About Krishna

Krishna is Sanskrit for "the all-attractive Person." It is a name frequently used to refer to the Supreme Being in some of the Vedic writings of India, especially those dealing with the science of devotion to God like the Srimad-Bhagavatam and the Bhagavad-gita. They explain that Krishna is the original supreme person, the Absolute Truth, the ultimate source of all energies and of all other incarnations of God.

Krishna's appearance and activities on earth are the main subject of the Srimad-Bhagavatam, an extensive chronicle of many incarnations of God on Earth. The Bhagavatam's first nine cantos describe Krishna as the almighty origin of all things, how He creates and maintains the universe, and some of His many avatars (incarnations), while the Tenth Canto gives us a picture of His private life — as a beautiful, playful young cowherd boy in the rural setting of Vrindavan (in modern-day Uttar Pradesh, India).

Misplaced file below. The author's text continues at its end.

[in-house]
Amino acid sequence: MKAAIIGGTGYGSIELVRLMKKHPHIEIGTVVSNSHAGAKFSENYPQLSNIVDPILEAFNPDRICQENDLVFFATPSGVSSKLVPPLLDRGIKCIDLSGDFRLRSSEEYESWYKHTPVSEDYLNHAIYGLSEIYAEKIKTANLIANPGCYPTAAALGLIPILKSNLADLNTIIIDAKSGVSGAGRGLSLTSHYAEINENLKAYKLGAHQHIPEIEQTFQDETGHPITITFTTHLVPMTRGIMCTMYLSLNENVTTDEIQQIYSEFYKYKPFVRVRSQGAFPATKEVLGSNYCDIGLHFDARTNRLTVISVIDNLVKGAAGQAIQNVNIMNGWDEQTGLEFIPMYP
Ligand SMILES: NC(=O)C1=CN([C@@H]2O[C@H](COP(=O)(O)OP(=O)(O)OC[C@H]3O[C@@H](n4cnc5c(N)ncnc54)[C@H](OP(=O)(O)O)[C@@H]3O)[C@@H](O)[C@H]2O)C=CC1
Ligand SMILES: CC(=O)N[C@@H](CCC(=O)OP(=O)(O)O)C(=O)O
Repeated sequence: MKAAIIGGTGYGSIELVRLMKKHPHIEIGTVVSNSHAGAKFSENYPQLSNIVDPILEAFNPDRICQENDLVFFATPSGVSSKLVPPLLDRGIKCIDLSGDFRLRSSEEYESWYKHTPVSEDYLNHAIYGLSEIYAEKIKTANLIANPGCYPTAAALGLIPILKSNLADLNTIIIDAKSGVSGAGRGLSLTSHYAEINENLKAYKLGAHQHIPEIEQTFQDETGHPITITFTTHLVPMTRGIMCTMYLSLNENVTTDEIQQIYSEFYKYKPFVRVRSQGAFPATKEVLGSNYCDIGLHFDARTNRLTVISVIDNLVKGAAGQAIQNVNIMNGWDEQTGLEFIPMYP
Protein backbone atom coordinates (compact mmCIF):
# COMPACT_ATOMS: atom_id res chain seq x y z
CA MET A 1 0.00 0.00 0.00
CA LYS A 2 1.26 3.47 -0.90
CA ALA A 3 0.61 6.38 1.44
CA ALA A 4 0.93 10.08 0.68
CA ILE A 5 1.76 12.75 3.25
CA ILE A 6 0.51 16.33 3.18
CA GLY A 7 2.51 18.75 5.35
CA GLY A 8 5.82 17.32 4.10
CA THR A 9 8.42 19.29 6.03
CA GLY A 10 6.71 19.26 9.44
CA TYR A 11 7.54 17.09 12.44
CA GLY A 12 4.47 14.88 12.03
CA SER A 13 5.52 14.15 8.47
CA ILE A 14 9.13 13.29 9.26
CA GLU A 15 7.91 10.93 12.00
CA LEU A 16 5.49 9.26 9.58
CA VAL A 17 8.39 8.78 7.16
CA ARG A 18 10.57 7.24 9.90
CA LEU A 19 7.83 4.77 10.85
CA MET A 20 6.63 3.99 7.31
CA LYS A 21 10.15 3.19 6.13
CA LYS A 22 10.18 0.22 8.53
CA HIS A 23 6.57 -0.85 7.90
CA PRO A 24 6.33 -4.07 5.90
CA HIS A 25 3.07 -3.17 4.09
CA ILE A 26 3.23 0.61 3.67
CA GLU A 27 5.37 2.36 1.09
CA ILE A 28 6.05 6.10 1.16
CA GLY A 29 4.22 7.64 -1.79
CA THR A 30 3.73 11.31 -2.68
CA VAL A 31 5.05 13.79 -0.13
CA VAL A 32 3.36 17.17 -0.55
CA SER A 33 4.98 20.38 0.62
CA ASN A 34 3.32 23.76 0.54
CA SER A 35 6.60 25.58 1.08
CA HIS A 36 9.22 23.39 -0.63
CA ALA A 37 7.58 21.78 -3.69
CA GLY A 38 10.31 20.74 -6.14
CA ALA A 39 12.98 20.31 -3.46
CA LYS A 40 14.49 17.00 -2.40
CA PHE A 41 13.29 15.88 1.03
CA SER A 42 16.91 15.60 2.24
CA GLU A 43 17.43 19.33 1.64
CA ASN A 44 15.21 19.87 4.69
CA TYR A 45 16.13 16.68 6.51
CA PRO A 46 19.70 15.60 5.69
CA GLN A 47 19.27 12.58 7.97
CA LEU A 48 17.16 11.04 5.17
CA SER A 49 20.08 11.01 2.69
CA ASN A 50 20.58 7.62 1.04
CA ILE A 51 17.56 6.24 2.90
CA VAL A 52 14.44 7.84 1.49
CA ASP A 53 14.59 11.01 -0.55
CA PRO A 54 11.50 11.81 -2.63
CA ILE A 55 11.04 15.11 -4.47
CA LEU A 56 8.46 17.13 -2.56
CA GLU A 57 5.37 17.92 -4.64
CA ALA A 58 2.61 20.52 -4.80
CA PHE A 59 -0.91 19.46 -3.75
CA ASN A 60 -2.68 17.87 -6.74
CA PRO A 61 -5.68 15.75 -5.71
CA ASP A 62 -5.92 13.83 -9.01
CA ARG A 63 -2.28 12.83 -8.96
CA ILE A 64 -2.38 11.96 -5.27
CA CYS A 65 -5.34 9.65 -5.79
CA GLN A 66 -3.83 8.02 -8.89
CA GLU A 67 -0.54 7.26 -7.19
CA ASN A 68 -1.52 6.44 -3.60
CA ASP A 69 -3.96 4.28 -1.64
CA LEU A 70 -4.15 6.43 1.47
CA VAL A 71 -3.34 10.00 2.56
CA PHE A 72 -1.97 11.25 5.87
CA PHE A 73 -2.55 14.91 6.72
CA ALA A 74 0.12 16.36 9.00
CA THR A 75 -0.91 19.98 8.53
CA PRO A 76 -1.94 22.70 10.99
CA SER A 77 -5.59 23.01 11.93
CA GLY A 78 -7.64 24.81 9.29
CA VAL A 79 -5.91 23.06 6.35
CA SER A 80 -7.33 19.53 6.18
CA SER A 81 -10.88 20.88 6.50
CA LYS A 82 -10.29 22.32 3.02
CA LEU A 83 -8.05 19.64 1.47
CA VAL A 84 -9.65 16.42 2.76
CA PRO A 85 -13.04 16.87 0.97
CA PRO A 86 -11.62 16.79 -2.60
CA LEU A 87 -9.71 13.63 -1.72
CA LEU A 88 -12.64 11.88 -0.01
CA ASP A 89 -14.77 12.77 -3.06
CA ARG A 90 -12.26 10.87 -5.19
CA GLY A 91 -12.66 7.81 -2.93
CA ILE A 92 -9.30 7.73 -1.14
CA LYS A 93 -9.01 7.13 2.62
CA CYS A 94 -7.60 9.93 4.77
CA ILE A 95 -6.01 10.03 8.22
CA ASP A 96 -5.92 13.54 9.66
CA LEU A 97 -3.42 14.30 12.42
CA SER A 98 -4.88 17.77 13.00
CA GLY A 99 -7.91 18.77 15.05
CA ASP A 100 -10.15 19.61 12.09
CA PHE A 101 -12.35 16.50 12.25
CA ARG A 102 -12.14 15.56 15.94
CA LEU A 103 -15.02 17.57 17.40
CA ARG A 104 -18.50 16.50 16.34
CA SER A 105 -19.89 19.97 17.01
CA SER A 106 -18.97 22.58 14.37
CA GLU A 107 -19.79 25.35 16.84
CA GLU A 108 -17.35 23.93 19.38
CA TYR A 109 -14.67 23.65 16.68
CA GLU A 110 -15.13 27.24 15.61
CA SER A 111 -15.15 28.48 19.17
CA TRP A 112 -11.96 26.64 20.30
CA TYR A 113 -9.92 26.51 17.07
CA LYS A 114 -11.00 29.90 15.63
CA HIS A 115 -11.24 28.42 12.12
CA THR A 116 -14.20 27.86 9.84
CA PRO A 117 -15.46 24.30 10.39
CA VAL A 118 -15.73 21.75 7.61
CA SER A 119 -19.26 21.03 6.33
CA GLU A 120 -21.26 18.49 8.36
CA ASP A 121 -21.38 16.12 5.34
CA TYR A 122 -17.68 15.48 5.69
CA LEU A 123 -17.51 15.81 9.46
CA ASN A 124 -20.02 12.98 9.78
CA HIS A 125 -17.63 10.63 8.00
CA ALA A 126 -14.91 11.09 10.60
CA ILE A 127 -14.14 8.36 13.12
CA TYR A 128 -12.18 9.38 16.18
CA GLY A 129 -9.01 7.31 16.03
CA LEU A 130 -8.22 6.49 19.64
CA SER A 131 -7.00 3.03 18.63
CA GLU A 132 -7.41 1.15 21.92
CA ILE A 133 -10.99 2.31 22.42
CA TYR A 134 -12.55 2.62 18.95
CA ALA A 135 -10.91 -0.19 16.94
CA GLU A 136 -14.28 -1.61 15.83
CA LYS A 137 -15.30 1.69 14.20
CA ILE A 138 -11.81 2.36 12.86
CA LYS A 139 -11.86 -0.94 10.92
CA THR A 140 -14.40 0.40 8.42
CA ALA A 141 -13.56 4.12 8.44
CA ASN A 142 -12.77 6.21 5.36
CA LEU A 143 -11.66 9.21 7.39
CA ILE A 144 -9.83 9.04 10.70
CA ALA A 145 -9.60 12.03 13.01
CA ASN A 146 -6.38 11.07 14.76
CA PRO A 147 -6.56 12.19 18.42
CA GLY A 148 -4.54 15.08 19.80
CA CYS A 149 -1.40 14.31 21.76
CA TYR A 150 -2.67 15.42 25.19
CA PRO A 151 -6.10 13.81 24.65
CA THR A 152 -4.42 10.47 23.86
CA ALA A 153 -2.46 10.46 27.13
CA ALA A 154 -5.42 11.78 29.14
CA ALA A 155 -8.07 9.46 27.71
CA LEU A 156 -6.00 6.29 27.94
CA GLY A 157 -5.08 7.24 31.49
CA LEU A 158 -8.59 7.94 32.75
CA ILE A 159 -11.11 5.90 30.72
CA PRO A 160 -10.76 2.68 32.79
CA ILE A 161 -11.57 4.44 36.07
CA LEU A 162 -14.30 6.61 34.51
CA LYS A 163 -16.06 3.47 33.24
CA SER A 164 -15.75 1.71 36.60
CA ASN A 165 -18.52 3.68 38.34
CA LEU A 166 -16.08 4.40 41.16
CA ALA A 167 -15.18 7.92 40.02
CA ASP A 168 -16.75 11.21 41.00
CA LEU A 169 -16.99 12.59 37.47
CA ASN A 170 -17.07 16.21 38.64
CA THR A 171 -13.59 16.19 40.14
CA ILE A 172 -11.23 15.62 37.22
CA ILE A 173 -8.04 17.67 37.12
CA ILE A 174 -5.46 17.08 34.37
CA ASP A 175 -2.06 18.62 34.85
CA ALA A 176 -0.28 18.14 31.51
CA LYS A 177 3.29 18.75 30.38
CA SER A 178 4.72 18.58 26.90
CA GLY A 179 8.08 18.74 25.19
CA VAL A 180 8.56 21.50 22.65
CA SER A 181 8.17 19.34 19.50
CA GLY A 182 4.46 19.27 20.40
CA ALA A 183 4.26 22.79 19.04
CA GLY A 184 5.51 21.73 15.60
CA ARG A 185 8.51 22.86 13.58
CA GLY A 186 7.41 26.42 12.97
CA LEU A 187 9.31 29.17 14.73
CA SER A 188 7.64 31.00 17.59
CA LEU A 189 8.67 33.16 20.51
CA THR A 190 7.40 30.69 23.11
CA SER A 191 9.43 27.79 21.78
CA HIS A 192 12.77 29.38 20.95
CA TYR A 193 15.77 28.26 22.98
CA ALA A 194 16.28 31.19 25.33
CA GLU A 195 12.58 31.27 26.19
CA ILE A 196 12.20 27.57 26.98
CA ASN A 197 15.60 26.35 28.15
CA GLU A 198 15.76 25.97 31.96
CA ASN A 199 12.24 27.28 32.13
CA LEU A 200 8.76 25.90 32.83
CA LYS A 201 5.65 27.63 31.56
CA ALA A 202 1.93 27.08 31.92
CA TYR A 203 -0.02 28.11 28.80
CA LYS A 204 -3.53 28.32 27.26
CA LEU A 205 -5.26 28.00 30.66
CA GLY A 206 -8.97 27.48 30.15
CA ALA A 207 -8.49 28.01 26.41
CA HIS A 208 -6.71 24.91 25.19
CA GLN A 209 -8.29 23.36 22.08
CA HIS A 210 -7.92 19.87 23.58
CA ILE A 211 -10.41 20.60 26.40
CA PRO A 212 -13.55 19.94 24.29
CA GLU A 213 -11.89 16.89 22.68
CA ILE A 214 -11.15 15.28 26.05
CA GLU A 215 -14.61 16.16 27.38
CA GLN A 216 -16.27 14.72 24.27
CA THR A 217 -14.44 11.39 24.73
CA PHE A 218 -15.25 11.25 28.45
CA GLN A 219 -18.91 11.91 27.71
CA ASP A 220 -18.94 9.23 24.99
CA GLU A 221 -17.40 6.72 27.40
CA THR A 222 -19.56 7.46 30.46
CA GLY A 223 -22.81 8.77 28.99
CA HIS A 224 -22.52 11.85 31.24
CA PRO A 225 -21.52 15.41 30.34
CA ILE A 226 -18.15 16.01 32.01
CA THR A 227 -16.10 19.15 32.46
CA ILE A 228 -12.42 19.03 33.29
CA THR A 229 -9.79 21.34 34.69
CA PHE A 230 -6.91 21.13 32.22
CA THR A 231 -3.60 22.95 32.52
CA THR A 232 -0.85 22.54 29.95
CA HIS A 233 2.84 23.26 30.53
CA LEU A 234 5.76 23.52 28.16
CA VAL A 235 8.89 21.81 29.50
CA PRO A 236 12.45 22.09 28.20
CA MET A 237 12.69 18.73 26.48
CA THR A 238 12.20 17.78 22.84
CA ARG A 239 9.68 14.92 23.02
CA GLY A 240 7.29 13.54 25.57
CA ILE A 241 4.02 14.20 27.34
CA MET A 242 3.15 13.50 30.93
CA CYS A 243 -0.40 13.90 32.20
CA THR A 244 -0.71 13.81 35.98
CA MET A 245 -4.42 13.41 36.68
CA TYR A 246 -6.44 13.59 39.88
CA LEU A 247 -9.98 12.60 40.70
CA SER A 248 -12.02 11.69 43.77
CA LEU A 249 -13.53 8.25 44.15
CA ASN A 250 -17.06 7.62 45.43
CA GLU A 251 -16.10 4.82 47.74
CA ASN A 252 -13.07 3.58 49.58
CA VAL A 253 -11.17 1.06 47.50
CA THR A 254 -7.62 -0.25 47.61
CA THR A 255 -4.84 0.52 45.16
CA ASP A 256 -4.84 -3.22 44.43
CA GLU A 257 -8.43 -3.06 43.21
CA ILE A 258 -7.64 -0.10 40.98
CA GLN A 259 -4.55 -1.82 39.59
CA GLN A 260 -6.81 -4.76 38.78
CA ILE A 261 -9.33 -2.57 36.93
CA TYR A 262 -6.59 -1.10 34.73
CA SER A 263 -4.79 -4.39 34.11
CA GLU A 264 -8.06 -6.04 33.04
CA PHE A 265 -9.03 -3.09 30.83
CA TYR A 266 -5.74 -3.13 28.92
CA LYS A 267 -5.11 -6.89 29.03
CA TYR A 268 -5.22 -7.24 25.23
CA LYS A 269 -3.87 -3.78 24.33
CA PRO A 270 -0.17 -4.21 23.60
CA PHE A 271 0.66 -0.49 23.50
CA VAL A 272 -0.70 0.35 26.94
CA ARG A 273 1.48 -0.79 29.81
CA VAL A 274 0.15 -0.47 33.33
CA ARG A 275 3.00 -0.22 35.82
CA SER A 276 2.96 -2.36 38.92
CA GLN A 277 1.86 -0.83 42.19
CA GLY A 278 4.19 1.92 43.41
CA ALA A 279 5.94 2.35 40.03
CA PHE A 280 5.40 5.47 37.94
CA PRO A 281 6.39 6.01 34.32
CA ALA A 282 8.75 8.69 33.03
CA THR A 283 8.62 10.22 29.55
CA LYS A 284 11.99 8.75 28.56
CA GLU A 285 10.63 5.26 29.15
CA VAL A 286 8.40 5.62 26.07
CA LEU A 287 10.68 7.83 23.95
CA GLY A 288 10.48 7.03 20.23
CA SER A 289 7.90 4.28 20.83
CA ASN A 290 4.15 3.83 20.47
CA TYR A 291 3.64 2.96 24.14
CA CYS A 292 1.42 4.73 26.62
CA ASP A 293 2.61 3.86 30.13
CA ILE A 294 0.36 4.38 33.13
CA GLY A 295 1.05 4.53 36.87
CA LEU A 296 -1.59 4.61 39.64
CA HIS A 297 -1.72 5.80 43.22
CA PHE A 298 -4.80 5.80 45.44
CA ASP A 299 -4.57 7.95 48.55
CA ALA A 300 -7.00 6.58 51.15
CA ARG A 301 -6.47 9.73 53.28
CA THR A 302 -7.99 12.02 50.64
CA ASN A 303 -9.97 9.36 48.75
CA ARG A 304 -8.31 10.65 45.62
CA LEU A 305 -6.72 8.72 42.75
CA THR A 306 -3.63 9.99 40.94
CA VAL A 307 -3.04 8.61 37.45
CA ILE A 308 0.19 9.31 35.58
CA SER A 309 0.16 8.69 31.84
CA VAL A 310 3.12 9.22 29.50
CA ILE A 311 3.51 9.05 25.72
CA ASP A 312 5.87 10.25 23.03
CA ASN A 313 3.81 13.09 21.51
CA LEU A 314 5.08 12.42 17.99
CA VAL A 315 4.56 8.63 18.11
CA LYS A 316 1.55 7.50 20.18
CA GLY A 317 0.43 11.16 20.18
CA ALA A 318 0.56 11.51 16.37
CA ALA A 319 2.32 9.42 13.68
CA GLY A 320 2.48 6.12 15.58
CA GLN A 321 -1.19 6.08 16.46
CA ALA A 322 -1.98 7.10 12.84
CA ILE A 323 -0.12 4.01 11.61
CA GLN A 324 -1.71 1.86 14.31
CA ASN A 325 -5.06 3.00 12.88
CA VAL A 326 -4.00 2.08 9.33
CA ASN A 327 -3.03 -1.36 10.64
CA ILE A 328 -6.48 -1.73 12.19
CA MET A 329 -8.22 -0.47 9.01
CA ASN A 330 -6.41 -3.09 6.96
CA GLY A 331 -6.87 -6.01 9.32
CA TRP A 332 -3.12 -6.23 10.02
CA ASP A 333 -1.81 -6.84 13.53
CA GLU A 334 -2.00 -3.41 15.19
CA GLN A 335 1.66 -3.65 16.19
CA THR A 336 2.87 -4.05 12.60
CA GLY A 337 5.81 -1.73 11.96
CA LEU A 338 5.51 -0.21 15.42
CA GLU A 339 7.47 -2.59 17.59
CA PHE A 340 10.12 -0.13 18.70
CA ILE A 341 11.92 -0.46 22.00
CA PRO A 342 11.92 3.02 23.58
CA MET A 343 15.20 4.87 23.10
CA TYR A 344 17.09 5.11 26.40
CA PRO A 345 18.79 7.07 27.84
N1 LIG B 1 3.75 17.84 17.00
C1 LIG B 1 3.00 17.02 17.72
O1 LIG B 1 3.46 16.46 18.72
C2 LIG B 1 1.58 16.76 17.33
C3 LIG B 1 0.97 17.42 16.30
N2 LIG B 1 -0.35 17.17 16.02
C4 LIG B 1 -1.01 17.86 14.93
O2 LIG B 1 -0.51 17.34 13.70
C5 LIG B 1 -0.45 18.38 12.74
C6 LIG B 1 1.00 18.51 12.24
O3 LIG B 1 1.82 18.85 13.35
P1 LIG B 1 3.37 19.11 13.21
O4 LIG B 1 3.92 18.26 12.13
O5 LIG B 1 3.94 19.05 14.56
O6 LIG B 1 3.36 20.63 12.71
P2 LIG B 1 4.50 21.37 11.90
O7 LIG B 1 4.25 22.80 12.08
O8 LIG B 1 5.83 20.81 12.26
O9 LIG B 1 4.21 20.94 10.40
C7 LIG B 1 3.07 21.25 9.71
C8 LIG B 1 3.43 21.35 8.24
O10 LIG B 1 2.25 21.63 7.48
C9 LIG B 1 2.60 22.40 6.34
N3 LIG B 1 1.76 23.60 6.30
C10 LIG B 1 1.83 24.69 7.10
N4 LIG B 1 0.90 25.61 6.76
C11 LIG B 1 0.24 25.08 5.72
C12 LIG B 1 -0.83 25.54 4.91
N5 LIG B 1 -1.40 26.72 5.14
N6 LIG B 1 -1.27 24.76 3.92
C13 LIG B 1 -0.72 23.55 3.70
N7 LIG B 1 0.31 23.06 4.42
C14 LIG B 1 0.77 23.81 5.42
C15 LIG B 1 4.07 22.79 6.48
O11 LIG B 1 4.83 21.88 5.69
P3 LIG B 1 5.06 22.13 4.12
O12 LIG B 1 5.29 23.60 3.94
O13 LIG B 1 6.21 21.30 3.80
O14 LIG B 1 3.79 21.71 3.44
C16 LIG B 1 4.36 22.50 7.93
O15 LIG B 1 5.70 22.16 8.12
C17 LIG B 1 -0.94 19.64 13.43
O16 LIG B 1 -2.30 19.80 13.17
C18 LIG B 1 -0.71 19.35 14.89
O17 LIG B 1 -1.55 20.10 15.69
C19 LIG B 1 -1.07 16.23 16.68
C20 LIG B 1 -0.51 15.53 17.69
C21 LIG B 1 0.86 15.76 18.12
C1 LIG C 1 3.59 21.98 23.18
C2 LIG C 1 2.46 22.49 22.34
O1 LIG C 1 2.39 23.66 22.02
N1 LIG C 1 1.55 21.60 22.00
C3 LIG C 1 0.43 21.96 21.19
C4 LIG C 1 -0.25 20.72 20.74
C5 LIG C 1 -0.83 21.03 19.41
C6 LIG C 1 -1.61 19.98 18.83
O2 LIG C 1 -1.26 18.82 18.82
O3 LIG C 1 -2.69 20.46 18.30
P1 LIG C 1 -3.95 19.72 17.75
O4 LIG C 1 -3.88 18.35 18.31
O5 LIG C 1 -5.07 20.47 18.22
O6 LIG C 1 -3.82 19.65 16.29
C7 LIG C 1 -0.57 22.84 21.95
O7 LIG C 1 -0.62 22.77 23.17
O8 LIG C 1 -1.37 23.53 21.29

In the Bhagavad-gita, which Krishna spoke to His friend Arjuna on a battlefield, He explains theistic philosophy in a nutshell, i.e., that the self always exists and can never die, that we're meant to live in harmony with the supreme will, and that He (God) can most easily be known through the process of bhakti-yoga, devotional service to the Supreme Person.
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Jan 18, 2013